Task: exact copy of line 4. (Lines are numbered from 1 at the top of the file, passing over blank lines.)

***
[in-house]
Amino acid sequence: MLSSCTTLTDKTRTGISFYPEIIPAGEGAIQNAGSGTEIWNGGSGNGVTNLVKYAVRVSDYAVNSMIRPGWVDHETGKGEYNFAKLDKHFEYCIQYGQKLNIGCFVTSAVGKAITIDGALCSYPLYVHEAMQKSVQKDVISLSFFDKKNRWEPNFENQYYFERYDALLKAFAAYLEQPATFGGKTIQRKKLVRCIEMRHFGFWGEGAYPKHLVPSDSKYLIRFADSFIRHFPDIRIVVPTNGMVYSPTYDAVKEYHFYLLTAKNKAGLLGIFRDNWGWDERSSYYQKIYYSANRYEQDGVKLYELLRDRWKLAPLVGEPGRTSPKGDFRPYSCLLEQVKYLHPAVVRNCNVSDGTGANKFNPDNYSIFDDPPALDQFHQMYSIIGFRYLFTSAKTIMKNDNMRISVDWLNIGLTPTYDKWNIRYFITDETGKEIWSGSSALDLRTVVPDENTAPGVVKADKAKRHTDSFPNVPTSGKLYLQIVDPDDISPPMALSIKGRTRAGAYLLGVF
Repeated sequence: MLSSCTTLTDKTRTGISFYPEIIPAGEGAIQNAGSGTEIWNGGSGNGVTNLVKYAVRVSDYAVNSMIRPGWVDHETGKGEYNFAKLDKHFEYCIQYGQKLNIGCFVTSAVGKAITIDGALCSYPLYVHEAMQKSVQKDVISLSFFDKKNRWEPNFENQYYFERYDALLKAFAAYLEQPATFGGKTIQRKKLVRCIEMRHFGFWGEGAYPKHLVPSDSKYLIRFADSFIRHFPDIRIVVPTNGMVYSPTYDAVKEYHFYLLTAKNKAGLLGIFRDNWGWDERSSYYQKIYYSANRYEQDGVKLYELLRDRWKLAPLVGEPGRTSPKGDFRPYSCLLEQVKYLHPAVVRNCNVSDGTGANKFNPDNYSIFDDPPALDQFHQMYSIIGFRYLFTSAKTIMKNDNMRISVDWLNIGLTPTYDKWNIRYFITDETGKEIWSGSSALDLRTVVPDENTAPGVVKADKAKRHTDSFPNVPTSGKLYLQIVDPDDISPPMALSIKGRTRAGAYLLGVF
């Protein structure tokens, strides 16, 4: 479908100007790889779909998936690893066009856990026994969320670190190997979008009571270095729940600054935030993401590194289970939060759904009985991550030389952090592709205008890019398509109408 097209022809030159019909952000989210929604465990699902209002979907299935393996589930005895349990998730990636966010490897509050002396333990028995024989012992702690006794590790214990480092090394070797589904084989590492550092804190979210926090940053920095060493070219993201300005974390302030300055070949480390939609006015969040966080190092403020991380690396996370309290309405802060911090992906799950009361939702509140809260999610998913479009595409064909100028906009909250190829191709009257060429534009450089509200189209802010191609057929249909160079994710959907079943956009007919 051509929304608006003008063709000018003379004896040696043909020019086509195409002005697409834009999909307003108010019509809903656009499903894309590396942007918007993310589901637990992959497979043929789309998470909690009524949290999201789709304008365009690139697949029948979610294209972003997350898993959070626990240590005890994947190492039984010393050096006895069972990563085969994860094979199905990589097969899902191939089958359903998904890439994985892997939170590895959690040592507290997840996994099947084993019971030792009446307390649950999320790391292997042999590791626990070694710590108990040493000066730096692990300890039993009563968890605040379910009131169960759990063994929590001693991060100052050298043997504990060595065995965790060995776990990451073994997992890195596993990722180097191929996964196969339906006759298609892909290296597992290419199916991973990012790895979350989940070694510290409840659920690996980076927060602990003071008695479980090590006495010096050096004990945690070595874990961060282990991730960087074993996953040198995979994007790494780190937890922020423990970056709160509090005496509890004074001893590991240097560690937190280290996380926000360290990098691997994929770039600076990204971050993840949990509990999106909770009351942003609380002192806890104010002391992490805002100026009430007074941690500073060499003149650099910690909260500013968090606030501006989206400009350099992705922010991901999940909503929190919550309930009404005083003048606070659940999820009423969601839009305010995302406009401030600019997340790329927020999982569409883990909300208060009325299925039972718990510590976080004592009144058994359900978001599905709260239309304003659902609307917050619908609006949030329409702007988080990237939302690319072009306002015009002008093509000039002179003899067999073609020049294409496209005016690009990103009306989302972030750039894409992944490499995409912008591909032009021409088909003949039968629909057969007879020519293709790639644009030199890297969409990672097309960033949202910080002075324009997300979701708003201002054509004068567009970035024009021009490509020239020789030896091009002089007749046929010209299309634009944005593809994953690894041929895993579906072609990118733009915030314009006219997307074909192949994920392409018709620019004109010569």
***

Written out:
């Protein structure tokens, strides 16, 4: 479908100007790889779909998936690893066009856990026994969320670190190997979008009571270095729940600054935030993401590194289970939060759904009985991550030389952090592709205008890019398509109408 097209022809030159019909952000989210929604465990699902209002979907299935393996589930005895349990998730990636966010490897509050002396333990028995024989012992702690006794590790214990480092090394070797589904084989590492550092804190979210926090940053920095060493070219993201300005974390302030300055070949480390939609006015969040966080190092403020991380690396996370309290309405802060911090992906799950009361939702509140809260999610998913479009595409064909100028906009909250190829191709009257060429534009450089509200189209802010191609057929249909160079994710959907079943956009007919 051509929304608006003008063709000018003379004896040696043909020019086509195409002005697409834009999909307003108010019509809903656009499903894309590396942007918007993310589901637990992959497979043929789309998470909690009524949290999201789709304008365009690139697949029948979610294209972003997350898993959070626990240590005890994947190492039984010393050096006895069972990563085969994860094979199905990589097969899902191939089958359903998904890439994985892997939170590895959690040592507290997840996994099947084993019971030792009446307390649950999320790391292997042999590791626990070694710590108990040493000066730096692990300890039993009563968890605040379910009131169960759990063994929590001693991060100052050298043997504990060595065995965790060995776990990451073994997992890195596993990722180097191929996964196969339906006759298609892909290296597992290419199916991973990012790895979350989940070694510290409840659920690996980076927060602990003071008695479980090590006495010096050096004990945690070595874990961060282990991730960087074993996953040198995979994007790494780190937890922020423990970056709160509090005496509890004074001893590991240097560690937190280290996380926000360290990098691997994929770039600076990204971050993840949990509990999106909770009351942003609380002192806890104010002391992490805002100026009430007074941690500073060499003149650099910690909260500013968090606030501006989206400009350099992705922010991901999940909503929190919550309930009404005083003048606070659940999820009423969601839009305010995302406009401030600019997340790329927020999982569409883990909300208060009325299925039972718990510590976080004592009144058994359900978001599905709260239309304003659902609307917050619908609006949030329409702007988080990237939302690319072009306002015009002008093509000039002179003899067999073609020049294409496209005016690009990103009306989302972030750039894409992944490499995409912008591909032009021409088909003949039968629909057969007879020519293709790639644009030199890297969409990672097309960033949202910080002075324009997300979701708003201002054509004068567009970035024009021009490509020239020789030896091009002089007749046929010209299309634009944005593809994953690894041929895993579906072609990118733009915030314009006219997307074909192949994920392409018709620019004109010569």